BioZone Mass Spectrometry Facility Open House

June 29, 2016 @ 9:00 am – 1:00 pm
Wallberg Building, Room 219
200 College St
Toronto, ON M5T 3A1

BioZone and the Faculty of Applied Science & Engineering are very pleased to be able to invite you to an Open House that will showcase the services available at the BioZone Mass Spectrometry Facility. The Mass Spectrometry Facility operates at the University of Toronto in the Department of Chemical Engineering & Applied Chemistry and offers proteomics, metabolomics, and small molecule analysis, as well as method development services and expert advice on these techniques.

The purpose of this event is to promote discussion on the potential uses of mass spectrometry in order to solve complex research questions and to promote the development of novel and relevant mass spectrometry protocols.

Registration required. To register, visit

At the Open House you will learn about:

  • Exciting new developments in mass spectrometry-based proteomics, small molecule analysis and metabolomics;
  • How mass spectrometry can support research and product development;
  • The types of analysis supported at the BioZone Mass Spectrometry Facility;
  • Starting material requirements, sample preparation, and protocol development.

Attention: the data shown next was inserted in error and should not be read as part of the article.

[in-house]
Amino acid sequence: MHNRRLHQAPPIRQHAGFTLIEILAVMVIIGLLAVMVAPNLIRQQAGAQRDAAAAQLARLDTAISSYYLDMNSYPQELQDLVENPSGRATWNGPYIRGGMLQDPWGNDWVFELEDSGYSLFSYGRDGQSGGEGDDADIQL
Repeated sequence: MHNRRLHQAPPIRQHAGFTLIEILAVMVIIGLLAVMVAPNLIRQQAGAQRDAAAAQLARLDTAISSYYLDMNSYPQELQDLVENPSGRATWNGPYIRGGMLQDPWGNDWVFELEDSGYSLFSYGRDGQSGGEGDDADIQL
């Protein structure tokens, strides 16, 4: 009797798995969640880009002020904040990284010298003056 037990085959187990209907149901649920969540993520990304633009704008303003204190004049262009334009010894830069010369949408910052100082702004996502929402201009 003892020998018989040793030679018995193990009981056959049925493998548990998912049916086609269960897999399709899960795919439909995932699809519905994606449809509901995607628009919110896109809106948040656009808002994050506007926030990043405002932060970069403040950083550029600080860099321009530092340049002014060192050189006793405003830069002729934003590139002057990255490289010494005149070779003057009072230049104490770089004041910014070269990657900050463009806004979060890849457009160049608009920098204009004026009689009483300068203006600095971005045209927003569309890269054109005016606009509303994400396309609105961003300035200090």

• 09:00 – Keynote: Decoding metabolic evolution by high-resolution mass spectrometry – Professor Ian Lewis
  • 09:45 – Capabilities and use of BioZone Mass Spec
  • 10:15 – Case studies 1 (Professor Arthur Chan and More)
  • 10:45 – Break
  • 11:00 – Case Studies 2 (Professor Adam Rosebrock and more)
  • 11:45 – Open Discussion
  • 12:30 – Tour
  • 12:45 – Lunch and Networking


Decoding metabolic evolution by high-resolution mass spectrometry
The fundamental nutritional requirements of cells are common to almost all living organisms. However, evolutionary pressures have radically diversified the strategies organisms use to meet these demands. One of the most extreme contrasts in nutritional strategies can be found in host-pathogen metabolic exchanges. Host organisms supply a predictable supply of nutrients to their cells despite dietary diversity, unpredictable energy output, and famine. Pathogens, by contrast, avoid nutritional adversity by stealing from their host. The nutrients pathogens come to rely on, and their strategies for acquiring these molecules, have a direct bearing on the severity and clinical presentation of infections. The Lewis laboratory specializes in unraveling these complex host/pathogen metabolic interactions using high-resolution mass spectrometry and multidimensional nuclear magnetic resonance spectroscopy. I will discuss the unique challenges one must overcome when unravelling these complex multi-organism metabolic systems and describe how the unique metabolic selective forces have shaped the evolution of human pathogens.